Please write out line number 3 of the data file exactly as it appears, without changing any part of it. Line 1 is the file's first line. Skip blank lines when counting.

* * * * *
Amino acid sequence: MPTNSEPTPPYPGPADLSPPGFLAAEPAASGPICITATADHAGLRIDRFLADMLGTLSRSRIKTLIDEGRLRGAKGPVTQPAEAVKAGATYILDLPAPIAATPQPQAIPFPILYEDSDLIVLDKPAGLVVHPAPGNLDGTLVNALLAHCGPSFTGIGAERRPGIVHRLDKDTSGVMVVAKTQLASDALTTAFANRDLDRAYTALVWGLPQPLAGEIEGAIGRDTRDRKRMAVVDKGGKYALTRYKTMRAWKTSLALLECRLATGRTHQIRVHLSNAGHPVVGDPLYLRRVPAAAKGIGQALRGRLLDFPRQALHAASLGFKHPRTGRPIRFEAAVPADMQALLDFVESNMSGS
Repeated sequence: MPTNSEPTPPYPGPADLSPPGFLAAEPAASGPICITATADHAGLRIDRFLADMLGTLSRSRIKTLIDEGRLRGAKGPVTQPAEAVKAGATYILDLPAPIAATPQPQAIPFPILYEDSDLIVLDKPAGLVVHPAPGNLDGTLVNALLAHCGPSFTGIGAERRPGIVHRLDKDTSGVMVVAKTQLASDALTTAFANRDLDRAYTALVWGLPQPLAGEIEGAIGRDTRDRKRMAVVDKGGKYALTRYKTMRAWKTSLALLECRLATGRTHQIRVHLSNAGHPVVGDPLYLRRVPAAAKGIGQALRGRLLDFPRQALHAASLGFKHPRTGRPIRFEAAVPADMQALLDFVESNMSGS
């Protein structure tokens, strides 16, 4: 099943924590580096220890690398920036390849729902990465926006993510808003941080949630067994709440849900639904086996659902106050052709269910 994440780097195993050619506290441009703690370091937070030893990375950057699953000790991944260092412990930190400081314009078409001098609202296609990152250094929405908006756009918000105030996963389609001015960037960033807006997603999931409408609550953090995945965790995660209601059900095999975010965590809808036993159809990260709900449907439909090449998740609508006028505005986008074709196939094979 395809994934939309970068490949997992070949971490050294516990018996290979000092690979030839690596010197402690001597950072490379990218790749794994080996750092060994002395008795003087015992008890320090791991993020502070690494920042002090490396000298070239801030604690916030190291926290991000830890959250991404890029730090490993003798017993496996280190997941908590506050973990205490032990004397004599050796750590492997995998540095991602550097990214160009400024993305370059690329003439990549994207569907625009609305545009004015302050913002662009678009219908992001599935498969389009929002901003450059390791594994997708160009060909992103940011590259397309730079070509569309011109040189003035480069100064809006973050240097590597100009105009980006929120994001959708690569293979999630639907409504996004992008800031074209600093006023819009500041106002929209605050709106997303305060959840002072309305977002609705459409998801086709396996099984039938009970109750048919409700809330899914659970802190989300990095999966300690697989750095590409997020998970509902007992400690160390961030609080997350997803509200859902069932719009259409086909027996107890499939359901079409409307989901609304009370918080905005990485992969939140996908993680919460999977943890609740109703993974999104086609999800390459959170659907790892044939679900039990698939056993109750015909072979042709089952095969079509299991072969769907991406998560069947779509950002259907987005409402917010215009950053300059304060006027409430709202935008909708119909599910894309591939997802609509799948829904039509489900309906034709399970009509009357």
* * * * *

């Protein structure tokens, strides 16, 4: 099943924590580096220890690398920036390849729902990465926006993510808003941080949630067994709440849900639904086996659902106050052709269910 994440780097195993050619506290441009703690370091937070030893990375950057699953000790991944260092412990930190400081314009078409001098609202296609990152250094929405908006756009918000105030996963389609001015960037960033807006997603999931409408609550953090995945965790995660209601059900095999975010965590809808036993159809990260709900449907439909090449998740609508006028505005986008074709196939094979 395809994934939309970068490949997992070949971490050294516990018996290979000092690979030839690596010197402690001597950072490379990218790749794994080996750092060994002395008795003087015992008890320090791991993020502070690494920042002090490396000298070239801030604690916030190291926290991000830890959250991404890029730090490993003798017993496996280190997941908590506050973990205490032990004397004599050796750590492997995998540095991602550097990214160009400024993305370059690329003439990549994207569907625009609305545009004015302050913002662009678009219908992001599935498969389009929002901003450059390791594994997708160009060909992103940011590259397309730079070509569309011109040189003035480069100064809006973050240097590597100009105009980006929120994001959708690569293979999630639907409504996004992008800031074209600093006023819009500041106002929209605050709106997303305060959840002072309305977002609705459409998801086709396996099984039938009970109750048919409700809330899914659970802190989300990095999966300690697989750095590409997020998970509902007992400690160390961030609080997350997803509200859902069932719009259409086909027996107890499939359901079409409307989901609304009370918080905005990485992969939140996908993680919460999977943890609740109703993974999104086609999800390459959170659907790892044939679900039990698939056993109750015909072979042709089952095969079509299991072969769907991406998560069947779509950002259907987005409402917010215009950053300059304060006027409430709202935008909708119909599910894309591939997802609509799948829904039509489900309906034709399970009509009357």